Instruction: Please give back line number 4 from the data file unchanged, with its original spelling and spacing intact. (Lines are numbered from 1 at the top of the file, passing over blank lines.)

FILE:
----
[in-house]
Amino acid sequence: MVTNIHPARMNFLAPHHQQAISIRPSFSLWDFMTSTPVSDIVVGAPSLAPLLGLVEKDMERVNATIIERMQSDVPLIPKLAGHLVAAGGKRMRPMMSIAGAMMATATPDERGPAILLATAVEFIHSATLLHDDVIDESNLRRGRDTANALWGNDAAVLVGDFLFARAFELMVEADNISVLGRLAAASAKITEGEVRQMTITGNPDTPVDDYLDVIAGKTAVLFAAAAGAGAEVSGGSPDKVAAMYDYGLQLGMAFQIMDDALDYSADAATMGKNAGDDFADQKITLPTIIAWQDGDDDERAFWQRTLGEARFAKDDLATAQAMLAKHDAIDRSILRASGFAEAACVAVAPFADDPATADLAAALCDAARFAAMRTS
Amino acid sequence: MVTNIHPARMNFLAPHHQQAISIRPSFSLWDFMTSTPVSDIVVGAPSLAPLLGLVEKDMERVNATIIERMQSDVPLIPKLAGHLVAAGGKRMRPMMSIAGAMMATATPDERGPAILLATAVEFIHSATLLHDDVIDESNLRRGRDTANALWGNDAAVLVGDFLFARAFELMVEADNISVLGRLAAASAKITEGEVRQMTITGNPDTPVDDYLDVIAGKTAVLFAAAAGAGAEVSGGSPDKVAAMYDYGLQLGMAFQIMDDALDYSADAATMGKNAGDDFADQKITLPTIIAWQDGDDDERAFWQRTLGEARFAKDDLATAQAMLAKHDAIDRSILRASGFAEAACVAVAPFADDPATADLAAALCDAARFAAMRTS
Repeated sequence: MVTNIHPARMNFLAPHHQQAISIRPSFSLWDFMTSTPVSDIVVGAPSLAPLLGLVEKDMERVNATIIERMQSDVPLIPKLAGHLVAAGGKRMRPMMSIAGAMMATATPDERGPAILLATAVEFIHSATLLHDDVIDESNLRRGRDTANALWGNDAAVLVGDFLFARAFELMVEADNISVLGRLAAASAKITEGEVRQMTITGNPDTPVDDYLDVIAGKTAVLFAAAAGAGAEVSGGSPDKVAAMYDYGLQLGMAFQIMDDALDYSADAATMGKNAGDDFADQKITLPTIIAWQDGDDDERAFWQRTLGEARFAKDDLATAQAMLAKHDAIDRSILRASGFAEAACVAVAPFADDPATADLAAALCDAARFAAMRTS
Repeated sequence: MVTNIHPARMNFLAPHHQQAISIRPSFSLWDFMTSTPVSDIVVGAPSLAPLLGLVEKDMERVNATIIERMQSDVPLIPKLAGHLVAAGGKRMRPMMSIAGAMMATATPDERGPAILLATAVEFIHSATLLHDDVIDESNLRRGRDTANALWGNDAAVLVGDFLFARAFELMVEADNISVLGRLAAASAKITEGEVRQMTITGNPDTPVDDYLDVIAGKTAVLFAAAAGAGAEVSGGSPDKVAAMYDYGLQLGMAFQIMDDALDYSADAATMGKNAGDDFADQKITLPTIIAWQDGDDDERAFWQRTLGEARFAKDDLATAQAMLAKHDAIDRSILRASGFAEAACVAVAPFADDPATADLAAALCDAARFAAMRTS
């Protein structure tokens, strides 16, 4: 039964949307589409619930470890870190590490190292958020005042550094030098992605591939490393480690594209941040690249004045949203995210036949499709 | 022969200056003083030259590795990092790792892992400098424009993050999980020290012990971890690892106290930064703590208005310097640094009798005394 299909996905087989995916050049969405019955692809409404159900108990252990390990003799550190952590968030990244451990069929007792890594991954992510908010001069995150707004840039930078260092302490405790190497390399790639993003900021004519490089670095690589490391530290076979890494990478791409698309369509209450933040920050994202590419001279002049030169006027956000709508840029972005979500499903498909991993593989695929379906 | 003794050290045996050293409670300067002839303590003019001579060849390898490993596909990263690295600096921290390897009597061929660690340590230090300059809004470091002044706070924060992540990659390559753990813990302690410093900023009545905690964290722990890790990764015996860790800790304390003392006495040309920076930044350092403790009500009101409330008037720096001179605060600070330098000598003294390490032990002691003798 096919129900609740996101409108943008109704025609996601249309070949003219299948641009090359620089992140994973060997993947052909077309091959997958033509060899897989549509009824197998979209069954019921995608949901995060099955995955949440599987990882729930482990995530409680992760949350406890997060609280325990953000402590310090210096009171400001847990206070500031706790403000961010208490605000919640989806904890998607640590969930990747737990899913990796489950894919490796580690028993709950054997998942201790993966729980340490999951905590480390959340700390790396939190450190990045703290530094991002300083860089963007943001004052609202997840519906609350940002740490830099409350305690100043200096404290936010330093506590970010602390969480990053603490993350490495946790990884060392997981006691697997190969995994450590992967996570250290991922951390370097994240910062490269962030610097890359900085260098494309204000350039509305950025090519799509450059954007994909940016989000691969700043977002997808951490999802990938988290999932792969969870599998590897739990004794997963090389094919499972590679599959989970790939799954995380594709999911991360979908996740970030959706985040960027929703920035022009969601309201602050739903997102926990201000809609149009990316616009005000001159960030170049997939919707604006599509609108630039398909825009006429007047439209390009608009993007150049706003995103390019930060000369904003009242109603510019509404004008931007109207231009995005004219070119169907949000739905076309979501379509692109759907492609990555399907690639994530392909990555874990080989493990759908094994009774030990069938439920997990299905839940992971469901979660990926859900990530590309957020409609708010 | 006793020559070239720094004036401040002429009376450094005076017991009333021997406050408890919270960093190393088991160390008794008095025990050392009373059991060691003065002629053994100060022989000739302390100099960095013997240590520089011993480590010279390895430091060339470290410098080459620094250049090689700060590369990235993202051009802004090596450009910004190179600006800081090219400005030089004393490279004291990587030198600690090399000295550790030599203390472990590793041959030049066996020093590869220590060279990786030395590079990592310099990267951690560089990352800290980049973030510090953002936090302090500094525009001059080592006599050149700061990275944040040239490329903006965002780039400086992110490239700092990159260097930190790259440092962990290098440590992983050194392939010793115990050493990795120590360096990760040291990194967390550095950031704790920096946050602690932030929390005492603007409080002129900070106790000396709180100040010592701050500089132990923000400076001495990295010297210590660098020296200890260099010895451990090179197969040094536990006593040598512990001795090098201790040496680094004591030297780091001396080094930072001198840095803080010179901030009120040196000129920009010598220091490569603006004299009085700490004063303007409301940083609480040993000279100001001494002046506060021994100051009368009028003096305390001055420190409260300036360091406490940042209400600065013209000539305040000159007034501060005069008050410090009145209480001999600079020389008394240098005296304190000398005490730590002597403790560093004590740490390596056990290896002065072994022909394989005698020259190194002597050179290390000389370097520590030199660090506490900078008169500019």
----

Repeated sequence: MVTNIHPARMNFLAPHHQQAISIRPSFSLWDFMTSTPVSDIVVGAPSLAPLLGLVEKDMERVNATIIERMQSDVPLIPKLAGHLVAAGGKRMRPMMSIAGAMMATATPDERGPAILLATAVEFIHSATLLHDDVIDESNLRRGRDTANALWGNDAAVLVGDFLFARAFELMVEADNISVLGRLAAASAKITEGEVRQMTITGNPDTPVDDYLDVIAGKTAVLFAAAAGAGAEVSGGSPDKVAAMYDYGLQLGMAFQIMDDALDYSADAATMGKNAGDDFADQKITLPTIIAWQDGDDDERAFWQRTLGEARFAKDDLATAQAMLAKHDAIDRSILRASGFAEAACVAVAPFADDPATADLAAALCDAARFAAMRTS